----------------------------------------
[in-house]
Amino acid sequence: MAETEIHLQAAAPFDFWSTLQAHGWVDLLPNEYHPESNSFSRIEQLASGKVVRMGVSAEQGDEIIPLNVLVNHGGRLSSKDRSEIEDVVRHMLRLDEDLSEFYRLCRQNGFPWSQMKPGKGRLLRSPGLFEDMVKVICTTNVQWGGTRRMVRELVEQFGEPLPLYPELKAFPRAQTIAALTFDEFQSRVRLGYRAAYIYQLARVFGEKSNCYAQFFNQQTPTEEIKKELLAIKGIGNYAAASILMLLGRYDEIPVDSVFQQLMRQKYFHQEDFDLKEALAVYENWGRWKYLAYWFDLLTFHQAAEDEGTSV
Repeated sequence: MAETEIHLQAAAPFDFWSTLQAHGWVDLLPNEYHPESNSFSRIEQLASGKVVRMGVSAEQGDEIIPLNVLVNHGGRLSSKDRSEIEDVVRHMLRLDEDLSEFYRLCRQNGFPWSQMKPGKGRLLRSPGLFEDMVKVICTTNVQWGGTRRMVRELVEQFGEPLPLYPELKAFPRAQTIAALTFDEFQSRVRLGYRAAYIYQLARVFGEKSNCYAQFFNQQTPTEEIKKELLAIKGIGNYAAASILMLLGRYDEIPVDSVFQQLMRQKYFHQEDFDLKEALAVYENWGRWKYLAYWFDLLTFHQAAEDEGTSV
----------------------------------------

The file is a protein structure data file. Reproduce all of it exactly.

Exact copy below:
[in-house]
Amino acid sequence: MAETEIHLQAAAPFDFWSTLQAHGWVDLLPNEYHPESNSFSRIEQLASGKVVRMGVSAEQGDEIIPLNVLVNHGGRLSSKDRSEIEDVVRHMLRLDEDLSEFYRLCRQNGFPWSQMKPGKGRLLRSPGLFEDMVKVICTTNVQWGGTRRMVRELVEQFGEPLPLYPELKAFPRAQTIAALTFDEFQSRVRLGYRAAYIYQLARVFGEKSNCYAQFFNQQTPTEEIKKELLAIKGIGNYAAASILMLLGRYDEIPVDSVFQQLMRQKYFHQEDFDLKEALAVYENWGRWKYLAYWFDLLTFHQAAEDEGTSV
Repeated sequence: MAETEIHLQAAAPFDFWSTLQAHGWVDLLPNEYHPESNSFSRIEQLASGKVVRMGVSAEQGDEIIPLNVLVNHGGRLSSKDRSEIEDVVRHMLRLDEDLSEFYRLCRQNGFPWSQMKPGKGRLLRSPGLFEDMVKVICTTNVQWGGTRRMVRELVEQFGEPLPLYPELKAFPRAQTIAALTFDEFQSRVRLGYRAAYIYQLARVFGEKSNCYAQFFNQQTPTEEIKKELLAIKGIGNYAAASILMLLGRYDEIPVDSVFQQLMRQKYFHQEDFDLKEALAVYENWGRWKYLAYWFDLLTFHQAAEDEGTSV